Thursday, 28 August 2014

Professional Learning Communities as a Way of Improving Learning

You would had noted in my previous blog that I mentioned that we have formed a curriculum group to look at well being. This is not the only curriculum group that we have formed, there is also one for Maths, literacy and the Social Sciences (Science and Social Studies).

The idea for these groups is that they are formed to strengthen particular areas of the curriculum, with a focus on learning while at the same time, capitalising  on the strong sense of collaboration that we enjoy at Bradbury. Shared practice, knowledge and a professional interest in the area are also hallmarks of our curriculum groups. These are really what are called, in educational lingo,  'Professional Learning Communities' (PLCs)

I like the way the Ontario Ministry of Education defines  PLCs  as "a shared vision for running a school in which everyone can make a contribution, and staff are encouraged to collectively undertake activities and reflection in order to constantly improve their students’ performance".

As you may know, the concept of a shared vision is important to my own personal philosophy of leadership as well as to the way leadership operates here at Bradbury. One author I have really enjoyed over a period of years is Peter Senge. In his book 'The Fifth Discipline', he states: “The practice of shared vision involves the skills of unearthing shared ‘pictures of the future’ that foster genuine commitment and enrollment rather than compliance. In mastering this discipline, leaders learn the counter-productiveness of trying to dictate a vision, no matter how heartfelt” (1990, p. 9)

So true! And unearthing 'pictures of the future' for our students is a challenging task! So often, we are bogged down by the day to day tasks of running a school or a classroom. To have a picture of where we are going, to have aspirational goals for our students and remembering that we are teaching our students for their future, not our past, is crucial to an effective school.

So our PLCs here at Bradbury aim to move practice forward in each area by giving staff dedicated time to reflect, discuss and move forward their area, all within a collaborative, sharing culture.
Each PLC is scheduled to present to parents over the year, so do keep an eye out for these meetings. They are  intended to inform and have you be a part of our shared vision for each curriculum area as well.


  • Senge, P. (1990). The fifth discipline: The art and practice of the learning organization. New York: Currency Doubleday.


Friday, 22 August 2014

Being healthy in mind, body and soul

Welcome back to a new academic year. I trust that the Summer break was refreshing and relaxing for you all! Over the Summer, I have been reading some very interesting books and articles in preparation for a school curriculum focus on well being...both for students and staff.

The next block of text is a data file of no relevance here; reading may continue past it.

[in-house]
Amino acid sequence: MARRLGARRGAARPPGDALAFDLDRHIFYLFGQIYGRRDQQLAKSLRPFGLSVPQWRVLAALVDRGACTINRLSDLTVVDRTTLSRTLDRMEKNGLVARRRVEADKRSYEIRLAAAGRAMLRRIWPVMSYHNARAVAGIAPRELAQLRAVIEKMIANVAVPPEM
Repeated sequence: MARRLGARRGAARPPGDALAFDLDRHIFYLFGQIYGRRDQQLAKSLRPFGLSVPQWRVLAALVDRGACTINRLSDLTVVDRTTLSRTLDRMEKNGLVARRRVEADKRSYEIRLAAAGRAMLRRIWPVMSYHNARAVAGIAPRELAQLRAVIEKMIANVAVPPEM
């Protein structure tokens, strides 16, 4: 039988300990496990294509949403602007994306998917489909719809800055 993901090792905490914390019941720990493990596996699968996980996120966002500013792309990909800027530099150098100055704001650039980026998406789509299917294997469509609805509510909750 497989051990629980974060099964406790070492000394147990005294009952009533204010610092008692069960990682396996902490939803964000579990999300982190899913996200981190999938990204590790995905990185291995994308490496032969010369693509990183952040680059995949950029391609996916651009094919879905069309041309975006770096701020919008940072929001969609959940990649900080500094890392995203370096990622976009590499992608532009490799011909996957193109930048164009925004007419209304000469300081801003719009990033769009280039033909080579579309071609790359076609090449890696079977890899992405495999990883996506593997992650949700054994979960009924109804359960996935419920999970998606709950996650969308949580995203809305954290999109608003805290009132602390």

The reason we are looking at well being for staff is because of a fundamental belief that we hold- teachers need to be healthy in mind, body and soul in order to be able to deliver high quality programmes to our students and have a healthy personal life. We often call this managing a work/life balance. Maybe you like me, have always thought of this as being a balance between the number of hours spend at work as compared to the number of hours spent at home. However, Simon Sinek, in his book "Leaders Eat Last: Why some teams pull together and others don't", says that a healthy work life balance has nothing to do with the hours we work or the stress we suffer. It is about where we feel safe, where we feel we belong and whether or not we feel (emotionally)protected in both.

Powerful stuff! And this need to feel safe, to belong and feel protected is equally important for our students. Without this emotional stability and confidence, I do not believe that the conditions are right for children to learn and to thrive. At Bradbury, as you would know, we have always had a culture of care. I often have visitors comment on 'the feeling' at Bradbury, how there is a positive vibe and how welcome they feel. Staff are happy to be here- we are strongly supportive of each other and there is a healthy culture of trust, mutual respect and camaraderie. I love coming to school each day- it is a pleasure and a joy!

In the  latest ESF questionnaires, 100% of our students told  us that they consider Bradbury School to be a welcoming and friendly place.Wonderful! We want to grow this feeling of being safe at Bradbury, to bring well being to the forefront of our thoughts rather than it being an instinctive action, or as a result of becoming a part of our school culture. For us, this focus is about strengthening an area we already do well, rather than addressing a weakness. We want to become more knowledgeable about the many strategies, programmes and resources out there to help us and so will concentrate on this over the coming year. A special curriculum team has been set up, with one teacher from each year group represented on it to look at this area- both policy and practice.

Before the school year started, we held a CPD day on well being. The morning looked at well being for students, the afternoon looked at well being for staff. It included a two hour yoga session, much to the horror of some! However, everyone joined in and enjoyed it- it was very gentle. Below are some photos of the session.